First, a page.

Yesterday Greenwire ran a story about how one of the new political appointees at the Department of the Interior issued a memo requiring that National Environmental Policy Act (NEPA) studies (those Environmental Impact Statements you hear so much about) be completed in one year, and be no more than 150 pages long.
If there were ever any doubts that the Trump Administration minions have absolutely no idea what they’re doing, this should put them to rest. Ostensibly intended to “streamline the regulatory process”, blah, blah, blah, its effect will be precisely the opposite; this one memo will delay and stop more projects than anything the environmental community has ever come up with. The activists may be livid, but I promise you that their lawyers are going, “Yee-ha!” I certainly would be if I were still doing NEPA cases.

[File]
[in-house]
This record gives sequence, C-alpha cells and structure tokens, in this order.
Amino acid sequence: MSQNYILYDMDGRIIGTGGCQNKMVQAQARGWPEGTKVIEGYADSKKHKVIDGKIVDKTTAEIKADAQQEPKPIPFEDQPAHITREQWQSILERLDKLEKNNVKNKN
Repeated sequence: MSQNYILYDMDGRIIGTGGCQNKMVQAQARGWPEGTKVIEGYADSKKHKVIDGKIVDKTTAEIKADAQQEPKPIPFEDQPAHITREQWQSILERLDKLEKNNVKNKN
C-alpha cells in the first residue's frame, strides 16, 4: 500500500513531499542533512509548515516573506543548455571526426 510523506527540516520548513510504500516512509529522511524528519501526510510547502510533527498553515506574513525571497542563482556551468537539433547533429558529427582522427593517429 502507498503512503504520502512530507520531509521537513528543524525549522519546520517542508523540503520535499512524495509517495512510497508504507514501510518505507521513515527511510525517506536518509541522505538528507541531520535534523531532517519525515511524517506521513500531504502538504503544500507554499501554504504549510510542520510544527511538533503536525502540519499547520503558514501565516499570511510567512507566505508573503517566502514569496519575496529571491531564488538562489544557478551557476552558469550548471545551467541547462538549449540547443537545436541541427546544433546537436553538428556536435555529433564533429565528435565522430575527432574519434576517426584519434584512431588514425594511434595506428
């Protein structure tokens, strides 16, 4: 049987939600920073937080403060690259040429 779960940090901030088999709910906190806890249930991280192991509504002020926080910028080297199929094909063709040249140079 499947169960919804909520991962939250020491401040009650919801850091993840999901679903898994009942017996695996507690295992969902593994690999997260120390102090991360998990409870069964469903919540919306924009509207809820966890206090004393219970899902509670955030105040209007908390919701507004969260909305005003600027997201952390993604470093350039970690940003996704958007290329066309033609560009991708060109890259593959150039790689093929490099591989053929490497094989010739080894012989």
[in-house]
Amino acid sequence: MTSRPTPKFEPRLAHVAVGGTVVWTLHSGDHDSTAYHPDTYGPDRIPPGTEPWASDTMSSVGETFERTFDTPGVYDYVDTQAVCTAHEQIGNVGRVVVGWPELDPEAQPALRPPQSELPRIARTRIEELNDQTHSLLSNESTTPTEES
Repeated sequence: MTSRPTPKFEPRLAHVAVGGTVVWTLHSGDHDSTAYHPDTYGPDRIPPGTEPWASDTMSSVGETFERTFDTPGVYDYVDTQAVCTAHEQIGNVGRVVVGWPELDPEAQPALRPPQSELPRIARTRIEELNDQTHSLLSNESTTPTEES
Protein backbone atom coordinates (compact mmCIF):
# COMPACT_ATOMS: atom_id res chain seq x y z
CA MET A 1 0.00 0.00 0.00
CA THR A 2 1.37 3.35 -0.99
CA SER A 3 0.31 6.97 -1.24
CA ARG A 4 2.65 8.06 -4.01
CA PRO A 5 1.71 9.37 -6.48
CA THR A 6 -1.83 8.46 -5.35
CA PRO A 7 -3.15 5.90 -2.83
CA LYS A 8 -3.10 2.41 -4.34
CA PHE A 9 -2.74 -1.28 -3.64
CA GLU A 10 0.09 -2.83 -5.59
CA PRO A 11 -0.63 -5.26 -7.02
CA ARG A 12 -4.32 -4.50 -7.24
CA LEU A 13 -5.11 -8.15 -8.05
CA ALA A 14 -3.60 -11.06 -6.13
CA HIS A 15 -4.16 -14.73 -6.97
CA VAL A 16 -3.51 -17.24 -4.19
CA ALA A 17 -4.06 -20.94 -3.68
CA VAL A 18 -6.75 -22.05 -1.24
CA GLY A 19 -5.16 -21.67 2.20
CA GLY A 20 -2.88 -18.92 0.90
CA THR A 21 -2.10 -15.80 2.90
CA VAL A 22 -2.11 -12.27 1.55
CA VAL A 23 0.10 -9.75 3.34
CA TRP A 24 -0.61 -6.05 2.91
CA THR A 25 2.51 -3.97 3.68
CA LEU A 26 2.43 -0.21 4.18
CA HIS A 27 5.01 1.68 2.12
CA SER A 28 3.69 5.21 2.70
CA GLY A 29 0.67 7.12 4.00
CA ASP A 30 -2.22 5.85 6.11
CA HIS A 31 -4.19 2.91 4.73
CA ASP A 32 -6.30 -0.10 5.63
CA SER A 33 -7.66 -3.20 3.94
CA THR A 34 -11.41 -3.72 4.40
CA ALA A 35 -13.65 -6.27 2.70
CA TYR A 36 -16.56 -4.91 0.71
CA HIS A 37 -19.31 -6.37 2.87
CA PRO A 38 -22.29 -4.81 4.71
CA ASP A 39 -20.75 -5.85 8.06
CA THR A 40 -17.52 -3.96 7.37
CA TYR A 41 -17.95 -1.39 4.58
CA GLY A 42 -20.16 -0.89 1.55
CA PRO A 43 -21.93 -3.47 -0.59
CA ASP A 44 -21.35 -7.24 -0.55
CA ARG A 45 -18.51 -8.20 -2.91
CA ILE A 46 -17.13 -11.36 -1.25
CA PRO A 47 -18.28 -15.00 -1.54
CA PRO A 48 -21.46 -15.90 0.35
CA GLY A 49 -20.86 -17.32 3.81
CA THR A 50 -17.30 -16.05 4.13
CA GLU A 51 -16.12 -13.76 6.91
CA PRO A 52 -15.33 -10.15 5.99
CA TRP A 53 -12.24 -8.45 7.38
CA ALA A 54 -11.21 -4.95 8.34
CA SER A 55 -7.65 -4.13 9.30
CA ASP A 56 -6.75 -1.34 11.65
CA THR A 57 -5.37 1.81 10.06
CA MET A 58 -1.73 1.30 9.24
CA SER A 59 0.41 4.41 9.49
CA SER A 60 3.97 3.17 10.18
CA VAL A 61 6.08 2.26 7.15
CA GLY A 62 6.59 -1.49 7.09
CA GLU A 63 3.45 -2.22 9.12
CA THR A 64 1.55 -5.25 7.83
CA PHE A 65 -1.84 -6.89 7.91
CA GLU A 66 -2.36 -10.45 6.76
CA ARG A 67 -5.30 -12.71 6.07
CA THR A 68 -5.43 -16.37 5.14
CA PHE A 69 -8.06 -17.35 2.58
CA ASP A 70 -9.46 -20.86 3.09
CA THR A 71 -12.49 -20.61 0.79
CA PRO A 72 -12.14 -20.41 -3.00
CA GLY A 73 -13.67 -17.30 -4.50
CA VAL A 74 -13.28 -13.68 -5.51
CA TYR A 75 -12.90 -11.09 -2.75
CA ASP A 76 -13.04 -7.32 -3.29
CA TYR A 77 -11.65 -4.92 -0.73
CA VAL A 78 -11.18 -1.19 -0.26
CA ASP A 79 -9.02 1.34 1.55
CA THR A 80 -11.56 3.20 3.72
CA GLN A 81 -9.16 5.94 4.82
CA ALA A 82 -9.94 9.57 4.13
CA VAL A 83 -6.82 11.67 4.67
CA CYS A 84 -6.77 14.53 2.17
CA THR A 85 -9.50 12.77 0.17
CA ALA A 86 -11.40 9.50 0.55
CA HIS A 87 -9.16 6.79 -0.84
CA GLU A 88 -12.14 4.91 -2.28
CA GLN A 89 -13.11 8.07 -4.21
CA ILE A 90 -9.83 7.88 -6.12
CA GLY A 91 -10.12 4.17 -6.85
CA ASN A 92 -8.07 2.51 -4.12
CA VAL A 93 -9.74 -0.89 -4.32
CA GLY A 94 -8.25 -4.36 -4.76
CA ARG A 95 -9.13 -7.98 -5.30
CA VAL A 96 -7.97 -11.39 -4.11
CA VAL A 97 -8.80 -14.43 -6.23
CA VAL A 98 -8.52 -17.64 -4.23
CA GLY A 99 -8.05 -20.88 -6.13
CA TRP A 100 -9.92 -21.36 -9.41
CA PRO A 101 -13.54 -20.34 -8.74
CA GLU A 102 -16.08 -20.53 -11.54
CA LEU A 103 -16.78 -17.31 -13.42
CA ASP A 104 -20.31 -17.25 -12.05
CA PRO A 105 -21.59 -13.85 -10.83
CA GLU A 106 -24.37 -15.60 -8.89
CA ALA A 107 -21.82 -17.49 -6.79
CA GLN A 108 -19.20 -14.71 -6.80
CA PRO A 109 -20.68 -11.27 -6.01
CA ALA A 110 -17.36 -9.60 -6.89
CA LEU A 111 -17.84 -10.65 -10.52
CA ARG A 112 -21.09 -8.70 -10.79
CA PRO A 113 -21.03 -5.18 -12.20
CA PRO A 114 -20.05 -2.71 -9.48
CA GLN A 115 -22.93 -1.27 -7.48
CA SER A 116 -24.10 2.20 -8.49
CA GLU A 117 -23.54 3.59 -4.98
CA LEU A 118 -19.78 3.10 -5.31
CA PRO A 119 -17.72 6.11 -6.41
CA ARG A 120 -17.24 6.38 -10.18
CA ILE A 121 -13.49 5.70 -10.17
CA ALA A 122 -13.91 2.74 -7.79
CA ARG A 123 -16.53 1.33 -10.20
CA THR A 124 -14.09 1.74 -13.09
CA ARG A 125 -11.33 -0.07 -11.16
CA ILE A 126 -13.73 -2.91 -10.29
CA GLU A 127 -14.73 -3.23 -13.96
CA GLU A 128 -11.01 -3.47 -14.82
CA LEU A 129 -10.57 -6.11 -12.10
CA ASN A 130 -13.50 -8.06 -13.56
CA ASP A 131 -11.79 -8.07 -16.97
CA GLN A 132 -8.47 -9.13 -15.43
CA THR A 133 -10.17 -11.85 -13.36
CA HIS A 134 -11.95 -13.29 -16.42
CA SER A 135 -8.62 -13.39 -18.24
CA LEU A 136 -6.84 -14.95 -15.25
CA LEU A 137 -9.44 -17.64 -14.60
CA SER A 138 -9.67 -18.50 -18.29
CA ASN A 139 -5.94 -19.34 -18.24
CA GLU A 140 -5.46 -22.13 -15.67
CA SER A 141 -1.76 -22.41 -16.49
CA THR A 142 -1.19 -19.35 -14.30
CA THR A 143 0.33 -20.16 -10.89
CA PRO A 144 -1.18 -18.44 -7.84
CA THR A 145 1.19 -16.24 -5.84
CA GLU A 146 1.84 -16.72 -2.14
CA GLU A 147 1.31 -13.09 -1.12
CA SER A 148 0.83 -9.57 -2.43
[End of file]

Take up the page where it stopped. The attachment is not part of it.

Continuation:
The NEPA and the hundreds of court decisions interpreting it are painfully clear on how detailed an EIS has to be. Putting artificial and arbitrary limits on an EIS will make it so much easier to show how the EIS does not “take a hard look at the environmental consequences,” contain “a detailed statement of any adverse environmental effects” of a proposed project, etc. Smart industry NEPA lawyers advise their clients to spend the extra time and money up front to get a comprehensive EIS, rather than produce this kind of half-baked analysis, get sued, and years later have a federal judge order them to start the process all over again and this time do it right.
Oh, the irony.